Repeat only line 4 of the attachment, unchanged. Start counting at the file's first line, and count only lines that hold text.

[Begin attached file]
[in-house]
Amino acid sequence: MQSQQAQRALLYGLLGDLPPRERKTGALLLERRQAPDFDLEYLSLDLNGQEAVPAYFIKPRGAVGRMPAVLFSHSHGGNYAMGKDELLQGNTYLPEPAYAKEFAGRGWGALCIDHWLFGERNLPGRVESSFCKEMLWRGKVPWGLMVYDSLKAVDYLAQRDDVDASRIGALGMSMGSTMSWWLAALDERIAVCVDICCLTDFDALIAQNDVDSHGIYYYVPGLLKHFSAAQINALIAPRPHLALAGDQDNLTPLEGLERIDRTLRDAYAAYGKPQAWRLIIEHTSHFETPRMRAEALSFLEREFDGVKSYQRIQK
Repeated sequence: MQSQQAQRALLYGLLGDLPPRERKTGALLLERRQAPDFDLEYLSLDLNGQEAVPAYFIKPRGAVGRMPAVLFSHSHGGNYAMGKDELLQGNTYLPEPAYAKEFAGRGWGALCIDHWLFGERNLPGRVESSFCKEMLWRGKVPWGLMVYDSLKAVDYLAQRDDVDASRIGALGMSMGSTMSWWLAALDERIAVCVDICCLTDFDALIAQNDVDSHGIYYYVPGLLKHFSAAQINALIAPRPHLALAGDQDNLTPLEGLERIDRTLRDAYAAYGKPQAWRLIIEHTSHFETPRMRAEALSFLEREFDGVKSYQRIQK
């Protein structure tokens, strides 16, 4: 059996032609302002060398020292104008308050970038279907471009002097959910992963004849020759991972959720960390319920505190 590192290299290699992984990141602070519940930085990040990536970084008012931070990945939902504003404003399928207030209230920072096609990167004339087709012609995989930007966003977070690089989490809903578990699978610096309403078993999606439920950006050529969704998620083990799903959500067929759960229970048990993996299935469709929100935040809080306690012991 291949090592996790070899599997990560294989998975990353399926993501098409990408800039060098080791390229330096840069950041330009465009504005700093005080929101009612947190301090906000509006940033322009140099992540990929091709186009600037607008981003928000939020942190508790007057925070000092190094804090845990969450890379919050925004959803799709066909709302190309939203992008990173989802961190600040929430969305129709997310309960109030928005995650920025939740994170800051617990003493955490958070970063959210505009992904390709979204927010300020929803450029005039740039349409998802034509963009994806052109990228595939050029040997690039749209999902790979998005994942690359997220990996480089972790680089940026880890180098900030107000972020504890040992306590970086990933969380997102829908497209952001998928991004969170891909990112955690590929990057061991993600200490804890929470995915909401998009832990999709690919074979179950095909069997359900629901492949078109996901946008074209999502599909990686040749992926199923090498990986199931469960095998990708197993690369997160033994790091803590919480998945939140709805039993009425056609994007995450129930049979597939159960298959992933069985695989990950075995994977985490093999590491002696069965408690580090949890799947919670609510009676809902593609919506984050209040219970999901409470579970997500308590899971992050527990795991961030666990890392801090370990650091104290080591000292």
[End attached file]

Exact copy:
């Protein structure tokens, strides 16, 4: 059996032609302002060398020292104008308050970038279907471009002097959910992963004849020759991972959720960390319920505190 590192290299290699992984990141602070519940930085990040990536970084008012931070990945939902504003404003399928207030209230920072096609990167004339087709012609995989930007966003977070690089989490809903578990699978610096309403078993999606439920950006050529969704998620083990799903959500067929759960229970048990993996299935469709929100935040809080306690012991 291949090592996790070899599997990560294989998975990353399926993501098409990408800039060098080791390229330096840069950041330009465009504005700093005080929101009612947190301090906000509006940033322009140099992540990929091709186009600037607008981003928000939020942190508790007057925070000092190094804090845990969450890379919050925004959803799709066909709302190309939203992008990173989802961190600040929430969305129709997310309960109030928005995650920025939740994170800051617990003493955490958070970063959210505009992904390709979204927010300020929803450029005039740039349409998802034509963009994806052109990228595939050029040997690039749209999902790979998005994942690359997220990996480089972790680089940026880890180098900030107000972020504890040992306590970086990933969380997102829908497209952001998928991004969170891909990112955690590929990057061991993600200490804890929470995915909401998009832990999709690919074979179950095909069997359900629901492949078109996901946008074209999502599909990686040749992926199923090498990986199931469960095998990708197993690369997160033994790091803590919480998945939140709805039993009425056609994007995450129930049979597939159960298959992933069985695989990950075995994977985490093999590491002696069965408690580090949890799947919670609510009676809902593609919506984050209040219970999901409470579970997500308590899971992050527990795991961030666990890392801090370990650091104290080591000292």